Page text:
I loved fishing as a kid. There are plenty of pictures of me staring down my 4 foot, bright yellow, fiberglass fishing pole at the water. Every summer our family would take an RV trip. Along the way I fished any lake, stream or tidal pool deep enough for a fish. I didn’t really fish again until my late twenties when I dated a hunter-gatherer. In that year or so I: bait and fly fished, hunted duck, dropped crab pots and learned to clean and cook them all. I have wonderful memories and gained some lifelong skills.
Fast forward 20 years. I had the good sense to pick Roger, another hunter-gatherer. We’ve been in in Montana fishing the Missouri River in his Skiff, shooting compound bows and enjoying yummy fish and game dinners at his cozy cabin.
Here’s Roger with Rick Pasquale. Rick is 79 3/4 years old, fit and able (notice he’s rowing the skiff). He attributes his good health to guiding the Missouri for 40 years. I think he’s onto something.
Floating the river with these guys feels like cheating. Fishing with them, I enjoy a world-class fishing experience. They know all the best ‘honey holes’: sweet spots that usually have a half a dozen fish or more. Each area and set of conditions need a different set up. I asked Roger how he prepares for a day on the river.
“Look at the weather and the time of year. See if there’s a hatch of bugs, what the water is doing? Are there bugs eating at the surface? Cloudy, no wind and bugs out it’s a dry-fly day. The clouds give the fish protection. When it’s sunny, the fish are deeper because the predators can see fish on the surface. You need to use an attractor fly with a nymph (hopper-droppers) for when the sun is out. Wooly buggers come out for rainy cloudy days when big fish chase smaller fish into the shallows.” Roger G
During a five-hour float, we follow water seams: currents in the river that form lanes of water easy for fish to swim. They spend the float looking for fish and give me plenty of fishing pointers.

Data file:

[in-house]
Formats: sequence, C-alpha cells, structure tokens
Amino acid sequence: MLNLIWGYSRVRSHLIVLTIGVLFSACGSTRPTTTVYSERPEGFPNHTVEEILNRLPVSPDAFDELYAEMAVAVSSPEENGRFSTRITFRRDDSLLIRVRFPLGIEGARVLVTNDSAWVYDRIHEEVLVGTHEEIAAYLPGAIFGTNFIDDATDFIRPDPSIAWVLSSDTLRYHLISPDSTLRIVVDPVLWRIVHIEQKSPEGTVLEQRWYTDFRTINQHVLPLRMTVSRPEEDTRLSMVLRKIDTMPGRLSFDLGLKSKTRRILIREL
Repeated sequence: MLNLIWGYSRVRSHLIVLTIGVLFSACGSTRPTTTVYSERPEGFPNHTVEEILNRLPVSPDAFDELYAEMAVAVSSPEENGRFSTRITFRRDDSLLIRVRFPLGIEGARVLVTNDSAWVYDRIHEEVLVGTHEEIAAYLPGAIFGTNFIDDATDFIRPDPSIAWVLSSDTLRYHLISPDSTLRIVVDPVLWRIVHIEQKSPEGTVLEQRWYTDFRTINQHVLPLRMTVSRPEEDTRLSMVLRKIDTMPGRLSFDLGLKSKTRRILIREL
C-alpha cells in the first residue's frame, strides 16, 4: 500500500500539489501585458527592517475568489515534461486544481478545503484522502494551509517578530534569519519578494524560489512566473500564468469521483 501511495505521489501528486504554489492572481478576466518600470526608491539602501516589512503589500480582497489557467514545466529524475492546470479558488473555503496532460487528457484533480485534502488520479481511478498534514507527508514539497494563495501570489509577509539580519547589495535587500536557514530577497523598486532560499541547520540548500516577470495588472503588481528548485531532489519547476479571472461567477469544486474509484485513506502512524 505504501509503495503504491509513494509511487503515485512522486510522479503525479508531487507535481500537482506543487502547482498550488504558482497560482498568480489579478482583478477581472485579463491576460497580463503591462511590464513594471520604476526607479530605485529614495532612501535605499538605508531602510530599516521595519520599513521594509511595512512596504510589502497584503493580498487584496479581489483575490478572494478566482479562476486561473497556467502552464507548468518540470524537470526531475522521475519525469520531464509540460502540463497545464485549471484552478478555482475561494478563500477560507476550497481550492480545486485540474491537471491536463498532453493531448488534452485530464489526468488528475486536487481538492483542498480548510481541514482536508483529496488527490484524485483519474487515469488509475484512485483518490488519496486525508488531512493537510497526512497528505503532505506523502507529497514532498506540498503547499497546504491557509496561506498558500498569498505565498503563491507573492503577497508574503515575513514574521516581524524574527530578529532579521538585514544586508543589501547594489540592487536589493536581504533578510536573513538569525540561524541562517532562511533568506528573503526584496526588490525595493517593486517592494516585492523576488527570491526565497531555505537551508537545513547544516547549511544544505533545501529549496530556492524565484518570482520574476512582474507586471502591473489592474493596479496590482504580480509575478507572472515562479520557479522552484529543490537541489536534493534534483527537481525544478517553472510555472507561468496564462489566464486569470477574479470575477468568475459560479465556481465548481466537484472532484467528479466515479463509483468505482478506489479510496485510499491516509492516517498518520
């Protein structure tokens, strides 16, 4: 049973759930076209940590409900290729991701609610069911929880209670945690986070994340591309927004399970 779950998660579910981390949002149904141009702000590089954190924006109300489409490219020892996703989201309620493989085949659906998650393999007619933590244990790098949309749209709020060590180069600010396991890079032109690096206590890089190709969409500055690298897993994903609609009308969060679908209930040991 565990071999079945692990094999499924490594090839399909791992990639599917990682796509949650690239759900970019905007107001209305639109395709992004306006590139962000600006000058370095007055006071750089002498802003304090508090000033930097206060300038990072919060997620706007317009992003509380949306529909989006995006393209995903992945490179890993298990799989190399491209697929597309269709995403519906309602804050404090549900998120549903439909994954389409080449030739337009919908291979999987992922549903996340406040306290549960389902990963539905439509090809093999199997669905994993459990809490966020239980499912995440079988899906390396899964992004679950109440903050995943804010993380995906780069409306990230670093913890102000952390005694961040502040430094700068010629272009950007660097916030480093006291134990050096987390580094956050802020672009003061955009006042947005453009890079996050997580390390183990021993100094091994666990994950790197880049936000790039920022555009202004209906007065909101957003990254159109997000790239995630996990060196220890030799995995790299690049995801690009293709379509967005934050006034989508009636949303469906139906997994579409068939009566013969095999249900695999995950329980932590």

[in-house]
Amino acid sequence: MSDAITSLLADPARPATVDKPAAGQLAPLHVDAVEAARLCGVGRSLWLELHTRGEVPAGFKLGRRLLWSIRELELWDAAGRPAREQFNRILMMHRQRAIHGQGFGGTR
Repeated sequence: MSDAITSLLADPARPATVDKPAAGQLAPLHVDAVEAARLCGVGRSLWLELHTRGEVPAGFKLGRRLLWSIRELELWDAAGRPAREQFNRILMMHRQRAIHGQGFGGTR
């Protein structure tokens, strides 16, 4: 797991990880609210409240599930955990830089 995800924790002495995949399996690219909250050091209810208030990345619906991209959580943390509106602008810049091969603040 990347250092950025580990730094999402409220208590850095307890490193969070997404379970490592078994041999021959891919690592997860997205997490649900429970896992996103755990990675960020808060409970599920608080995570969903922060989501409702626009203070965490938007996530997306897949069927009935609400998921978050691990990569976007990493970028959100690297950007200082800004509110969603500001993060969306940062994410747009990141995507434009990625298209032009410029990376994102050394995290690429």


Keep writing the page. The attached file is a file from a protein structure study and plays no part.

I’m able to catch a fish on a dry-fly, with coaching. That’s pretty good but Roger and his friend Rick are expert fishermen. They’ll downplay that and say they learn something everyday on the river. But, watching them is magical. They tune into the water and world turns off. You can see it on thier face: it’s all about the fish. Hardly a sound comes from a good cast. If Roger or Rick are casting the only sound is a light thrumming of the line passing back and forth. The line sneaks right past, tiny rivulets of water catch the light and mist my cheek. Those two can cast a 5 mm fly 20 feet into the tiniest eddys and catch a huge fish… like a rabbit from a hat.
A mini lesson: “Casting a fly line. It’s throwing the weight of the line using two stops. When you lift the line, you’re bending the rod. Stopping the rod at the 12 o’clock allows the rod to return to its normal resting position throwing the line back. Bring the rod forward to 10 o’clock and the loop is formed. An important point is wherever you point the rod tip during the stroke, that’s the direction the line will take. To finish a cast, point the tip of the rod where you’d like to place the fly”. The goal is to obtain a good drift. “Its necessary to decide, ideally ahead of time, where and how to lay down the line to get an ideal ‘drift’. A good drift follows a small current where fish are feeding. If you don’t hit the target, you’re better off casting short.” Rick Pasquale
Fly fishing is magical. It’s also a pain in the a**. Along with all the lovely time I spent catching fish, I also caught myself, the boat, my fishing rod, Roger and Rick. Equal time was spent undoing the macramé my line managed to make several times. Why bother doing all the fussy stuff to fish? I’ll tell you. It’s amazing when you catch a fish. And there’s plenty of ‘got away’ stories to tell until the next trip.
- Do what you loved as a kid. It’s likely to make you happy.
- “If it’s a big fish it’s easily spooked, that’s why it’s a big fish.”-Rick
- Find something that you can enjoy but have to work at. That’s where the magic lives.